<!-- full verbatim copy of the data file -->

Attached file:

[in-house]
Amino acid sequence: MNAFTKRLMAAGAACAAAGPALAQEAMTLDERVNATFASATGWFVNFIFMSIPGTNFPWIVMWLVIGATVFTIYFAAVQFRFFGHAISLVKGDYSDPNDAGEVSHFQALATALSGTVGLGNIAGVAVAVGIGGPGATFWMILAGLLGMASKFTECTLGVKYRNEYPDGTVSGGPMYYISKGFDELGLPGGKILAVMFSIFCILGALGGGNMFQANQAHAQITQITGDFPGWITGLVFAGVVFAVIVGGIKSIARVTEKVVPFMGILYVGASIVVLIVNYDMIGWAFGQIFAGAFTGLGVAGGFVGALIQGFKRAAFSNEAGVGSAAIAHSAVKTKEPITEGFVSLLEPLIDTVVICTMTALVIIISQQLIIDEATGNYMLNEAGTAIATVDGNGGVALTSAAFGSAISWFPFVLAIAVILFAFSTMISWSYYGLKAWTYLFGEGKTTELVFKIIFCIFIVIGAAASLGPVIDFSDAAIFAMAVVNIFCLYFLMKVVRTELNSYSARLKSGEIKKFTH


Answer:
[in-house]
Amino acid sequence: MNAFTKRLMAAGAACAAAGPALAQEAMTLDERVNATFASATGWFVNFIFMSIPGTNFPWIVMWLVIGATVFTIYFAAVQFRFFGHAISLVKGDYSDPNDAGEVSHFQALATALSGTVGLGNIAGVAVAVGIGGPGATFWMILAGLLGMASKFTECTLGVKYRNEYPDGTVSGGPMYYISKGFDELGLPGGKILAVMFSIFCILGALGGGNMFQANQAHAQITQITGDFPGWITGLVFAGVVFAVIVGGIKSIARVTEKVVPFMGILYVGASIVVLIVNYDMIGWAFGQIFAGAFTGLGVAGGFVGALIQGFKRAAFSNEAGVGSAAIAHSAVKTKEPITEGFVSLLEPLIDTVVICTMTALVIIISQQLIIDEATGNYMLNEAGTAIATVDGNGGVALTSAAFGSAISWFPFVLAIAVILFAFSTMISWSYYGLKAWTYLFGEGKTTELVFKIIFCIFIVIGAAASLGPVIDFSDAAIFAMAVVNIFCLYFLMKVVRTELNSYSARLKSGEIKKFTH